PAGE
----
Friday, January 27, 2017

Winter grapes


The hopefuls

After any number of grape tests, it turns out that the Concord seems to work the best here.  Not for wine, obviously - who wants to drink a wine that tastes like jelly?  But it grows and produces better than any of the other half dozen varieties I tried.

Frontenac comes in a close second - it grew and produced a few grapes a year.  Cabernet grew a little and produced nothing.  All the others burned down, fell off, and then sank into the swamp.  So Concord it is, and here comes the jelly. Expansion time*.

But who wants to buy a bunch of grape vines? Not I, so I'll be trying a couple of different ways to clone my favorite vine from cuttings.

Everyone, it seems, has a surefire way to start new plants.  One guy makes his cuttings, lets them sit for a few weeks until they callous on the ends, another puts them in water to root.  But I saw one dude who is a slacker after my own heart: he dips his cuttings in rooting hormone and just sticks them in the dirt.

In fairness, he seemed to have a little less success with this method than some of the others.  Also in fairness, I have no problem planting twice as many cuttings as I'll need grapevines, so long as the process is simple. Also in fairness**, he did his cuttings in the spring, when the growth had recently kicked in. I'm doing it in winter, which might work or might not.

But last night I made a few cuttings, stuck them in some left-over potting mix, and left them in a kind-of well-lit spot in the workshop.  If they take root, great, and I'll do it again.  If not, I'll try it again in the spring.  But one way or another, that 60' of fence line I cleared yesterday is going to be populated by grapes, raspberries, and blackberries soon.

* Of course, none of my renewed emphasis on food production this year has anything to do with the civil war being waged within our federal government.  And by none I mean all
** My, aren't we being fair today?

4 comments:

  1. ElBo
    I'm doing it in winter, which might work or might not.


    well, if you keep the plants inside, under lights, they'll never know it was winter, will they?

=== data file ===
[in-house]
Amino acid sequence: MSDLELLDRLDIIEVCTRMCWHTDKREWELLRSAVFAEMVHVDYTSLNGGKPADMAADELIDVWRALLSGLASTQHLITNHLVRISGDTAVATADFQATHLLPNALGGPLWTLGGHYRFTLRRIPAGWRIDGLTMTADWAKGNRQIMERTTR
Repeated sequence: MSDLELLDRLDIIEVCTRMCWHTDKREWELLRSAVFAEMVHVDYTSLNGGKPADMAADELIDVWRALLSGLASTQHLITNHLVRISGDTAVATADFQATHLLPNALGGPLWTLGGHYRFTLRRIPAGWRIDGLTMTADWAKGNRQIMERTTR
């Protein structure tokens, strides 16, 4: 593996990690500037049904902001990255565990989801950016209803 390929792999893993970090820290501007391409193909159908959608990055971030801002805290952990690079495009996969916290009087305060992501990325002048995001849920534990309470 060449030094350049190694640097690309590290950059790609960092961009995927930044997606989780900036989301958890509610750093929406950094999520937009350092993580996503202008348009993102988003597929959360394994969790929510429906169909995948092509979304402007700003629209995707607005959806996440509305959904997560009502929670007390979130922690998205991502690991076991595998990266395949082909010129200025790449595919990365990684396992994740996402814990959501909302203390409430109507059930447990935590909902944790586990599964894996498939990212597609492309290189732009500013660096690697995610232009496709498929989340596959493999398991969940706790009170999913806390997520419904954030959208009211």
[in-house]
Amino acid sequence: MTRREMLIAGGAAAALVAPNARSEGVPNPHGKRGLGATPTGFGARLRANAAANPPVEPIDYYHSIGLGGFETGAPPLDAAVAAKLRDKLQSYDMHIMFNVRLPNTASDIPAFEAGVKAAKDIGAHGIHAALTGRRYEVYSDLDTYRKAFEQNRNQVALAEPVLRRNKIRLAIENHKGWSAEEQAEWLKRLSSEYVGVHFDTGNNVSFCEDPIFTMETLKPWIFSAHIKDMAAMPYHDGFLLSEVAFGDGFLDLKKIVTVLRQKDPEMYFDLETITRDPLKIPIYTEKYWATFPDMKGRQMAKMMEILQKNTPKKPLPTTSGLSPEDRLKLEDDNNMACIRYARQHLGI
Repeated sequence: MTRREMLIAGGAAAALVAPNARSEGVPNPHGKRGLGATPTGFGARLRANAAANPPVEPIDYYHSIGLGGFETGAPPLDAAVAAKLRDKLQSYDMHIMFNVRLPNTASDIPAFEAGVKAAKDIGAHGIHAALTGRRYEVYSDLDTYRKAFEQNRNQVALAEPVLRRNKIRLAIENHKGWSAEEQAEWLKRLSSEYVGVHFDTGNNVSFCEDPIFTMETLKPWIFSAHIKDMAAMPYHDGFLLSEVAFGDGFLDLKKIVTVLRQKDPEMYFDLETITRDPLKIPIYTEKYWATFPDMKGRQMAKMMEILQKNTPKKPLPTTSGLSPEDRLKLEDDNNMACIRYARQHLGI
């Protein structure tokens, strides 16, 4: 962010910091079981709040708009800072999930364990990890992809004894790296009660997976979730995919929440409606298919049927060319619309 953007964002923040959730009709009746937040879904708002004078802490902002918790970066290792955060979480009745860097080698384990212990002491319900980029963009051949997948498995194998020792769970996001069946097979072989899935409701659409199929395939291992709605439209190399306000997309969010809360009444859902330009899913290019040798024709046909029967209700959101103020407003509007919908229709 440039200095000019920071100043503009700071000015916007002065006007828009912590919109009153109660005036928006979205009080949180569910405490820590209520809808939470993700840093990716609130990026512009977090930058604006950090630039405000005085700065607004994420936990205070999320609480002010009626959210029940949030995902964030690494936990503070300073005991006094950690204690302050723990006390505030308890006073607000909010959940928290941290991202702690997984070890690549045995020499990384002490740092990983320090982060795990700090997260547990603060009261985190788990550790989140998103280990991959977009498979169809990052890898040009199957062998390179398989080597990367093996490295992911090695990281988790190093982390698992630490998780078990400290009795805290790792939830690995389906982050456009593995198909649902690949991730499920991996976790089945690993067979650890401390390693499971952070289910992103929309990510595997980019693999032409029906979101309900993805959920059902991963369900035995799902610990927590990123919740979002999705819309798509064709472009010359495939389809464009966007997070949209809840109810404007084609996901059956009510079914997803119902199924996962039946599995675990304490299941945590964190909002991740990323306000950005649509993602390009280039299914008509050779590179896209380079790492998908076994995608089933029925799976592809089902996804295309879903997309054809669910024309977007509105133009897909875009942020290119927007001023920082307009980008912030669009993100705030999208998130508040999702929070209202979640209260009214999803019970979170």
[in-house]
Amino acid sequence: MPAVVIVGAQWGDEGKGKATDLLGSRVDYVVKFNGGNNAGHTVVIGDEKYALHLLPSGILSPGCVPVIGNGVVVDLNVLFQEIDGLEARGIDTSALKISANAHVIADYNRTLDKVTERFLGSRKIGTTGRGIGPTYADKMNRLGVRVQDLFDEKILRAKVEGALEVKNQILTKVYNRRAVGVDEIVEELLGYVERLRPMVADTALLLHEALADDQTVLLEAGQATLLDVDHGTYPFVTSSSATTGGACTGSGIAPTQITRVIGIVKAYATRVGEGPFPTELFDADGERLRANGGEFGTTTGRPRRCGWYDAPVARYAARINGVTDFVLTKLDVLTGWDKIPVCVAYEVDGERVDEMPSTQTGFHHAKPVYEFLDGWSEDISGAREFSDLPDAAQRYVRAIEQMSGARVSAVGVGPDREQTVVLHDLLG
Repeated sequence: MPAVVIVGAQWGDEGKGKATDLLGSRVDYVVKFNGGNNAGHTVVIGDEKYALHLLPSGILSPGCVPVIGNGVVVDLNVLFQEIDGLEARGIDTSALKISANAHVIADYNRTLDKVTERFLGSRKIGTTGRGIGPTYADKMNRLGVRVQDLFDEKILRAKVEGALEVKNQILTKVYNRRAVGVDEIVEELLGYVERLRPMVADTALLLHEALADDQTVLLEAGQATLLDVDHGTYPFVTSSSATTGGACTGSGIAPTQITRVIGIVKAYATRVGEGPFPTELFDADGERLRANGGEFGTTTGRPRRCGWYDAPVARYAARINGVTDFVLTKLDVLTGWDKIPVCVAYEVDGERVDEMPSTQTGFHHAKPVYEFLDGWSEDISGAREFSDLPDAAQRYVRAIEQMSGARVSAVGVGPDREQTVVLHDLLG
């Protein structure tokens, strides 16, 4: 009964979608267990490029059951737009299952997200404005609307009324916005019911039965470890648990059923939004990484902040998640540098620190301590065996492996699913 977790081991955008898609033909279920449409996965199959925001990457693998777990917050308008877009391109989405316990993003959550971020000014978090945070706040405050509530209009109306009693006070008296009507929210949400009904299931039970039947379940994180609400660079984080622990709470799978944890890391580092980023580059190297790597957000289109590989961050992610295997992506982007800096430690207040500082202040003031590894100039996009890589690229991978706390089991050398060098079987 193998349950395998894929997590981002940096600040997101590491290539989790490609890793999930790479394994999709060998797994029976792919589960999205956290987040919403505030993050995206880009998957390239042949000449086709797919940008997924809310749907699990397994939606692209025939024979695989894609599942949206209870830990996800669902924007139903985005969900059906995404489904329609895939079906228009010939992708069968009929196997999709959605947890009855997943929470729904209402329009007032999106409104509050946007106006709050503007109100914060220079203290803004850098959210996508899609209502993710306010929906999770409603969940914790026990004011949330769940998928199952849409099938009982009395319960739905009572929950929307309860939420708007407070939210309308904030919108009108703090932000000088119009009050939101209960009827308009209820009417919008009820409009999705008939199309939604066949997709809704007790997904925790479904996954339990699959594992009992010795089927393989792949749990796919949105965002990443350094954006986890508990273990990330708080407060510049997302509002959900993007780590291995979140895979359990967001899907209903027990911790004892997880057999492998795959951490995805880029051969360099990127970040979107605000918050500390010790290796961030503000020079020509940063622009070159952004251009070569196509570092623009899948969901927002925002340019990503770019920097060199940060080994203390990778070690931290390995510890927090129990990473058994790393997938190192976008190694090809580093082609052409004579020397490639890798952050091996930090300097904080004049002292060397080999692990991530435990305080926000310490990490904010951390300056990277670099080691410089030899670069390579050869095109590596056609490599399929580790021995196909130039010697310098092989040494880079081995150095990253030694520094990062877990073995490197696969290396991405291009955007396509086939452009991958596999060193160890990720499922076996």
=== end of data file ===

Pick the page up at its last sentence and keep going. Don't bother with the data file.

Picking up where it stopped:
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    Replies
    1. True enough. My wonder is whether the warmer dirt will cause the plant to awaken before the inevitable rot sets in. We shall see, we shall see.

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  2. Careful, EB, someone will start calling you names, i.e., libtard, with all that "fairness" you're throwing around. ;-)

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  3. I got several grape vines to start from cutting last summer. I was trimming the vines that had overgrown the chain-link fence separating my back yard from the neighbor's. I ended up with a few dozen sticks two feet long or less. Pretty much at random I stuck the butt ends into wet dirt, under my peach trees where it is always shady. A handful survived and leafed out. I think 4 made it through the fall. We shall see if any survive northern Illinois winter.
    The ones I stuck in sunny areas, none survived. Also, those I stuck in places inconvenient to keep well watered, also none survived.
    I plan to experiment again this spring with a bunch more cuttings.
    I love grapes and they are expensive plants to buy. By the way, in the past I have had excellent luck with the quality of grapes you can grow from seeds. Buy grapes in the grocery, spit all the seeds into pots, grow good grapes.

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